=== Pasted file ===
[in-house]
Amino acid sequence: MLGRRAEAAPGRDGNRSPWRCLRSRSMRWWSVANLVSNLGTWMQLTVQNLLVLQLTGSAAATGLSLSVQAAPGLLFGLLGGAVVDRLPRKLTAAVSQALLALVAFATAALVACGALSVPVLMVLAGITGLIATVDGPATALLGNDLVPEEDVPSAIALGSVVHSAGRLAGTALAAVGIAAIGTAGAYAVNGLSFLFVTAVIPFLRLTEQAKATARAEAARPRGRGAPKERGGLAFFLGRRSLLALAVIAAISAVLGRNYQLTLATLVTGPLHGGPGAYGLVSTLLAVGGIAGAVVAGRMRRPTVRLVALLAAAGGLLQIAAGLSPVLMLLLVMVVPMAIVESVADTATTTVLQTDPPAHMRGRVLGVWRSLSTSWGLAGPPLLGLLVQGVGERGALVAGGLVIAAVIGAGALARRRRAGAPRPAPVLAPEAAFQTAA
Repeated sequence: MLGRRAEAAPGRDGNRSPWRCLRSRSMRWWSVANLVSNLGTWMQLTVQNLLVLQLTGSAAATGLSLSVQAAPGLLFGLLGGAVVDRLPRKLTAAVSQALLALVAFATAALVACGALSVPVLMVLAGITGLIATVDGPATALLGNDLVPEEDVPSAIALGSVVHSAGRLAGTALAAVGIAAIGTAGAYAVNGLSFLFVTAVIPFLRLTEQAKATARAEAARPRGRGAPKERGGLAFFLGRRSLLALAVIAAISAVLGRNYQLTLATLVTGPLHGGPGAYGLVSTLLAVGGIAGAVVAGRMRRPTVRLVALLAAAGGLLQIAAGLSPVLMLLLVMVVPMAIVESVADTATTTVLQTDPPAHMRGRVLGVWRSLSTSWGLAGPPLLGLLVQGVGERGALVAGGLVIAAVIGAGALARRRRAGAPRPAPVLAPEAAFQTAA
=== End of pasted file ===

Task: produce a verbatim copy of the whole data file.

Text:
[in-house]
Amino acid sequence: MLGRRAEAAPGRDGNRSPWRCLRSRSMRWWSVANLVSNLGTWMQLTVQNLLVLQLTGSAAATGLSLSVQAAPGLLFGLLGGAVVDRLPRKLTAAVSQALLALVAFATAALVACGALSVPVLMVLAGITGLIATVDGPATALLGNDLVPEEDVPSAIALGSVVHSAGRLAGTALAAVGIAAIGTAGAYAVNGLSFLFVTAVIPFLRLTEQAKATARAEAARPRGRGAPKERGGLAFFLGRRSLLALAVIAAISAVLGRNYQLTLATLVTGPLHGGPGAYGLVSTLLAVGGIAGAVVAGRMRRPTVRLVALLAAAGGLLQIAAGLSPVLMLLLVMVVPMAIVESVADTATTTVLQTDPPAHMRGRVLGVWRSLSTSWGLAGPPLLGLLVQGVGERGALVAGGLVIAAVIGAGALARRRRAGAPRPAPVLAPEAAFQTAA
Repeated sequence: MLGRRAEAAPGRDGNRSPWRCLRSRSMRWWSVANLVSNLGTWMQLTVQNLLVLQLTGSAAATGLSLSVQAAPGLLFGLLGGAVVDRLPRKLTAAVSQALLALVAFATAALVACGALSVPVLMVLAGITGLIATVDGPATALLGNDLVPEEDVPSAIALGSVVHSAGRLAGTALAAVGIAAIGTAGAYAVNGLSFLFVTAVIPFLRLTEQAKATARAEAARPRGRGAPKERGGLAFFLGRRSLLALAVIAAISAVLGRNYQLTLATLVTGPLHGGPGAYGLVSTLLAVGGIAGAVVAGRMRRPTVRLVALLAAAGGLLQIAAGLSPVLMLLLVMVVPMAIVESVADTATTTVLQTDPPAHMRGRVLGVWRSLSTSWGLAGPPLLGLLVQGVGERGALVAGGLVIAAVIGAGALARRRRAGAPRPAPVLAPEAAFQTAA